“When we’re at home they could be gone for hours and I don’t give it a second thought because they’re with Auntie or Uncle or Grandpa/Grandma. I have a great photo of Lucas and my Dad walking off down the road to get the Luas into town – he was about three and I think it was the first time he’d ever gone on a little adventure without one of us.”
Young adults who have experienced a different culture abroad can return with a very idealised, fairytale version of coming back home to Ireland, says Tony Moore of Relationships Ireland. “That can be a problem of expectations on both sides – for them and for their family and friends.”
Emigrants may be returning from cosmopolitan hotspots such as Singapore, New York or Hong Kong to a small, rural community here.
“Initially it’s all very nice and, after 36 hours, reality kicks in,” Moore says. They’re bored and there is another week to go.
“That can leave family and friends disgruntled, feeling ‘we’re not good enough for you now’, he points out.
His advice? “Suck it up . . . lower your expectations, smile politely and get on with it.”
However, once “all the stupid hype” of Christmas Day is over, there can be the chance to get out into lovely countryside and reacquaint.
“That quiet time is fabulous ,” he agrees, “before all the nonsense starts again for New Year.”
Another trap is letting the looming goodbyes shadow the here and now. Moore urges parents not to think about themselves and to be upbeat about their adult children going back to the lives they should be living.
It’s a sad reflection on the “season of goodwill” that the weeks afterwards are the busiest time of the year for therapists. Both Moore and Campbell say that issues with Christmas come up all the time among clients.
It may not be what brings a couple for counselling, explains Campbell, “but it definitely comes into it”.
“It has a way of eating into other parts of our life even if we don’t want it to. It really is all-consuming.”
'I remember it now, as one of the happiest Christmases we ever had'
Writer Brendan Sweeney has spent most of his adult life abroad but usually managed to make it back home to Ireland for Christmas.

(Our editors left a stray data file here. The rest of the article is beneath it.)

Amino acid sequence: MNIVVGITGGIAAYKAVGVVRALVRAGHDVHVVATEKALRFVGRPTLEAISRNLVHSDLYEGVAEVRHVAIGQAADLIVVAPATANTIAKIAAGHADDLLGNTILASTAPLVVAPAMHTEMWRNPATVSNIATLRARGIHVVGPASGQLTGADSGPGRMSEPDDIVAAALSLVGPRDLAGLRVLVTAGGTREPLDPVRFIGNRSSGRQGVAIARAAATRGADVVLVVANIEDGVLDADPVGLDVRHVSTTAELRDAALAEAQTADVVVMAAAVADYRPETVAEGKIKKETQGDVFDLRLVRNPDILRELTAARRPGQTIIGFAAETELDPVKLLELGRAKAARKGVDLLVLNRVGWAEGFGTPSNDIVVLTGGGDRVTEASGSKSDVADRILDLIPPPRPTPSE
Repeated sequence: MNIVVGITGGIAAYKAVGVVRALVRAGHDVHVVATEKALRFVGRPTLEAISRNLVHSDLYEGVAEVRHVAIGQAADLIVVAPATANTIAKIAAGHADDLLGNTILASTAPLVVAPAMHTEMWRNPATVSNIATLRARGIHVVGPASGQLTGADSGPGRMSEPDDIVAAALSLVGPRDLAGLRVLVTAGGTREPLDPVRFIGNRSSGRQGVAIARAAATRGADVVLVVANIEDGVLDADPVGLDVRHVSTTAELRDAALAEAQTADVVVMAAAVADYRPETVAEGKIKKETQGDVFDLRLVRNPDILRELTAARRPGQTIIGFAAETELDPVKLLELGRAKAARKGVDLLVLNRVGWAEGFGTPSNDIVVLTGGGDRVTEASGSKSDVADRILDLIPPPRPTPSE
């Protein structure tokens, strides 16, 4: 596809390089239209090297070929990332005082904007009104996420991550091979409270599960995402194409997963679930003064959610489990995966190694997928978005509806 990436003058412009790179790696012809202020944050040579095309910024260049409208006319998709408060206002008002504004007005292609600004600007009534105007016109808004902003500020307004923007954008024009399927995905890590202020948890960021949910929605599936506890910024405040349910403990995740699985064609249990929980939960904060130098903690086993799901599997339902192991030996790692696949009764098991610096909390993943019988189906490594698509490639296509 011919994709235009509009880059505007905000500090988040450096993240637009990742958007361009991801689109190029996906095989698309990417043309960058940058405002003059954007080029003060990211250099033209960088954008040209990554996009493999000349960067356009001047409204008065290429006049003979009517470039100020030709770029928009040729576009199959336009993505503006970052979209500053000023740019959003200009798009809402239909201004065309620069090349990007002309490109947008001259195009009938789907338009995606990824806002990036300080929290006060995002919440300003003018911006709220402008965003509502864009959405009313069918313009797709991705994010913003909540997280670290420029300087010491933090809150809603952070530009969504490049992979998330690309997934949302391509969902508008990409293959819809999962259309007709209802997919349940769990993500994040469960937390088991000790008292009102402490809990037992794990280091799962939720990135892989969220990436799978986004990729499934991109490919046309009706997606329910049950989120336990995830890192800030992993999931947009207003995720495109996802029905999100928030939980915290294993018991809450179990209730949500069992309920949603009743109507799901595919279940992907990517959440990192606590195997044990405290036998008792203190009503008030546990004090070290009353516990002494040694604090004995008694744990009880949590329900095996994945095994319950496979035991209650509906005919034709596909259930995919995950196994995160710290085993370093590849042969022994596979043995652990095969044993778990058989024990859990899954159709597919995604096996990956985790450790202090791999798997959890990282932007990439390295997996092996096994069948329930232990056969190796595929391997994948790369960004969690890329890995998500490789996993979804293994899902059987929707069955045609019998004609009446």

“This was pretty uncomplicated until I started bringing my Danish wife back with me and eventually my two daughters as well,” he tells The Irish Times.
The main bone of contention was heating – at his parents’ house in Ballyjamesduff, Co Cavan.
“Plucked from their cosy well-insulated flat in Copenhagen, it was always a shock for my kids and my wife to experience just how cold my parents’ house could be,” says Sweeney, whose first novel, Once in Another World, was published earlier this year.
“Since my father has always been impervious to the cold himself, he would parry our cries for more heat with some disparaging remark about us being mollycoddled in Denmark. ”
His Irish-speaking father from Donegal micromanaged the various heating systems – they veered from solid fuel to oil or a strange combination of the two depending on what was most economic – as though, Sweeney says, “he were steering an intergalactic spaceship through an unusually turbulent corner of the galaxy”.
“His attitude was: there was no reason to strain the system; if no one was in a room there was no need to heat it; and everyone knew that it was healthy to sleep in a cold bedroom.
“And woe betide anyone who forgot to switch off the immersion tank.”
In honour of the newborn
The year they arrived for Christmas just three weeks after their eldest daughter, Astrid, was born, the house was as warm as it could be – in honour of the newest addition to the family.
It was bitterly cold outside when everyone went off to Midnight Mass, leaving Sweeney’s brother, Kevin, to look after Astrid.
“Bells rang though the frosty air and, as though on cue, it had started to snow by the time we headed back home,” he recalls.
But the “schmaltzy Hollywood aura” was shattered when they walked into a darkened house to find Kevin close to hysteria.